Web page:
Filled Under: Rochelle Hudson
Rochelle Hudson, born March 6, 1916 in Oklahoma City, Oklahoma was a film and television actress whose career spanned four decades from the 1930s through the 1960s. She was named a WAMPAS Baby Star in 1931 along with future Hollywood stars Joan Blondell, Constance Cummings, Frances Dee, and Anita Louise. Hudson may be best remembered today for costarring in “Wild Boys of the Road” (1933), playing Cosette in “Les Miserables” (1935), as the older sister of Shirley Temple’s character in “Curly Top” (1935), and for playing Natalie Wood’s mother in “Rebel Without a Cause” (1955). Other notable roles for Hudson include; Sally Glynn the fallen ingenue in “She Done Him Wrong” (1933) starring Cary Grant and Mae West; Richard Cromwell’s love interest in the Will Rogers showcase “Life Begins at Forty” (1935); “Way Down East” (1935) with Henry Fonda; the daughter of carnival barker W.C. Fields in “Poppy” (1936); and Claudette Colbert’s adult daughter in “Imitation of Life” (1934).
In the 1954–1955 television season, Hudson co-starred with Gil Stratton and Eddie Mayehoff in the CBS situation comedy “That’s My Boy”, based on the 1951 Jerry Lewis and Dean Martin film of the same name. Other television credits include appearing on Racket Squad in 1951, Schlitz Playhouse in 1952, Shower of Stars in 1954, Jane Wyman Presents The Fireside Theatre in 1955, and Branded in 1965.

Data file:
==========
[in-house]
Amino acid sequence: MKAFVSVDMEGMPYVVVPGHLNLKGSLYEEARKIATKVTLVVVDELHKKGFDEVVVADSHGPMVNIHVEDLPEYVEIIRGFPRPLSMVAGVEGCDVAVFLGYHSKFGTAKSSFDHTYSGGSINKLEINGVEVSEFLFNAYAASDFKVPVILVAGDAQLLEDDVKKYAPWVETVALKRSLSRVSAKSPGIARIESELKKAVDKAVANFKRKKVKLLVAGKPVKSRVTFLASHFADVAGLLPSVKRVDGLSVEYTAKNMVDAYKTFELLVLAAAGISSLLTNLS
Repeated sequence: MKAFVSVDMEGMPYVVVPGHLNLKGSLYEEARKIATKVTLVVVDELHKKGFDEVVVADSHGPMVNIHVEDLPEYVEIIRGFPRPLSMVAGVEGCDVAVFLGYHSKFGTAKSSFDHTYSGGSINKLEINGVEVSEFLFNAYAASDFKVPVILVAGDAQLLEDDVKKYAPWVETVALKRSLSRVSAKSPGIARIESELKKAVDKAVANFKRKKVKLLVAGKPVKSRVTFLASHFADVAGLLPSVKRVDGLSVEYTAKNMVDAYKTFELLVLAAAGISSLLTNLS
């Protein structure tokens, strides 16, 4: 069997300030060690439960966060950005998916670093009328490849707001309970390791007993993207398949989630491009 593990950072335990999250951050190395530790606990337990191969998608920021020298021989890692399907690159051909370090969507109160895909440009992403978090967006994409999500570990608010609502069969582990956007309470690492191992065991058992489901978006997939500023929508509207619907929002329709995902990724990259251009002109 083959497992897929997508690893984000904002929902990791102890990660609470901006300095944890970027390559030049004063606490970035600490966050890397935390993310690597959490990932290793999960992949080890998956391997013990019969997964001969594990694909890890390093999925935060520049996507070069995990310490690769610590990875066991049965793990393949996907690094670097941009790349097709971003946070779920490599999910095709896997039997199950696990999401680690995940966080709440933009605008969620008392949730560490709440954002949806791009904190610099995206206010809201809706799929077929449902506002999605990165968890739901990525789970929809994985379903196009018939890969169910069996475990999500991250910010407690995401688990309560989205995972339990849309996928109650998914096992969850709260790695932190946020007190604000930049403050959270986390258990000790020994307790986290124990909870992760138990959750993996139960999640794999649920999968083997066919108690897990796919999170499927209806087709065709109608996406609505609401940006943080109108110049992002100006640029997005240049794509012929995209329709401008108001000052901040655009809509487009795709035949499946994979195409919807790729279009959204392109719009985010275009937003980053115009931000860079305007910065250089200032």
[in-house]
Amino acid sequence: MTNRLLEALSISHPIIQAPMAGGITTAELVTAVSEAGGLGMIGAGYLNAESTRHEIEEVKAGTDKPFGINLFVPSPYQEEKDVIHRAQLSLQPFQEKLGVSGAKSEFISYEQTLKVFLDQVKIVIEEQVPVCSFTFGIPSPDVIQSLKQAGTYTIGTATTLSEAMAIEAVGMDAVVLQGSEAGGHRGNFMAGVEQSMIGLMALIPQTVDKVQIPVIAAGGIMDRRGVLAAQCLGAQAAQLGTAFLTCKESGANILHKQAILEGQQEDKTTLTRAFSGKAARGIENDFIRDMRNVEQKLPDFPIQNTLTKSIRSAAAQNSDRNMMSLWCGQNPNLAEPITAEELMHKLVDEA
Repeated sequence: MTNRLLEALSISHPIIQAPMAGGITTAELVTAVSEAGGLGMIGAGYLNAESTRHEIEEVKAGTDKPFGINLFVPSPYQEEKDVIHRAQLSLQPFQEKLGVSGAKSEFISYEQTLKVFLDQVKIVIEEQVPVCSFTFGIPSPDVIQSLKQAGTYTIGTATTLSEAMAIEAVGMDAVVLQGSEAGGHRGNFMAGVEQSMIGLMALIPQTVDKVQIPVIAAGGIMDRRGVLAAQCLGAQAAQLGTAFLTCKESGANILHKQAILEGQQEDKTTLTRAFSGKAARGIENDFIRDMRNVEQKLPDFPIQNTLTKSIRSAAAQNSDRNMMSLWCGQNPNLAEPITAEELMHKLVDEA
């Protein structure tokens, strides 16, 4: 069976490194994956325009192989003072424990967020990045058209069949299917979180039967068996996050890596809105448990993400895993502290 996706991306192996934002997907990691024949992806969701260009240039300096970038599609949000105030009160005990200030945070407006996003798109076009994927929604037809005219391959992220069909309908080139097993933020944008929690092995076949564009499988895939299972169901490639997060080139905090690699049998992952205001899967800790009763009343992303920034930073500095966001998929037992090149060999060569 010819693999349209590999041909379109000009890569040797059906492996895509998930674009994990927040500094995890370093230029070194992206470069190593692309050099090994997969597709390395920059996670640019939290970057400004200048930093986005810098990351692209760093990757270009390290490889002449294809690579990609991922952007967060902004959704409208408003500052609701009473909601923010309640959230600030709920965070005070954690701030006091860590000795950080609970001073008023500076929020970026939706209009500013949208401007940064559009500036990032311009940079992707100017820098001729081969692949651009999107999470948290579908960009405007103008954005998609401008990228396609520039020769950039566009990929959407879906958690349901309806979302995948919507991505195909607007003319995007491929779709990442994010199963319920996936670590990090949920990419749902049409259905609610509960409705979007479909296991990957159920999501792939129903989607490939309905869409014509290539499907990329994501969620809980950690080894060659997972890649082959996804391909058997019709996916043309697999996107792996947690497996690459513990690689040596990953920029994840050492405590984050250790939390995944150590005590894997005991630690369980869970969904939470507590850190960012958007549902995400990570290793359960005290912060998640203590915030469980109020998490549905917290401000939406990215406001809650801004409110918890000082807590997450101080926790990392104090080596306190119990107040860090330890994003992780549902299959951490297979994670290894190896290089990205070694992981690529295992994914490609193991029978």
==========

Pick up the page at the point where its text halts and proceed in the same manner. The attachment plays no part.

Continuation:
Hudson was married four times. Her first husband was Charles Brust. Little is known of the marriage other than it ended in divorce. She remarried in 1939 to Harold Thompson, who was the head of the Storyline Department at Disney Studios. She assisted Thompson, who was doing espionage work in Mexico as a civilian during World War II. They posed as a vacationing couple to various parts of Mexico, to detect if there was any German activity in these areas. One of their more successful vacations uncovered a supply of high test aviation gas hidden by German agents in Baja California. After their divorce in 1947, Hudson married a third time the following year to Los Angeles Times sportswriter, Dick Irving Hyland. The marriage lasted two years before the couple divorced. Her final marriage was to Robert Mindell, a hotel executive. The couple remained together for eight years before they divorced in 1971.
On January 17, 1972, Hudson was found dead in her home at the Palm Desert Country Club. A business associate with whom she had been working in real estate discovered her body on her bathroom floor. Hudson had died of a heart attack brought on by a liver ailment. Her only close survivor was her mother.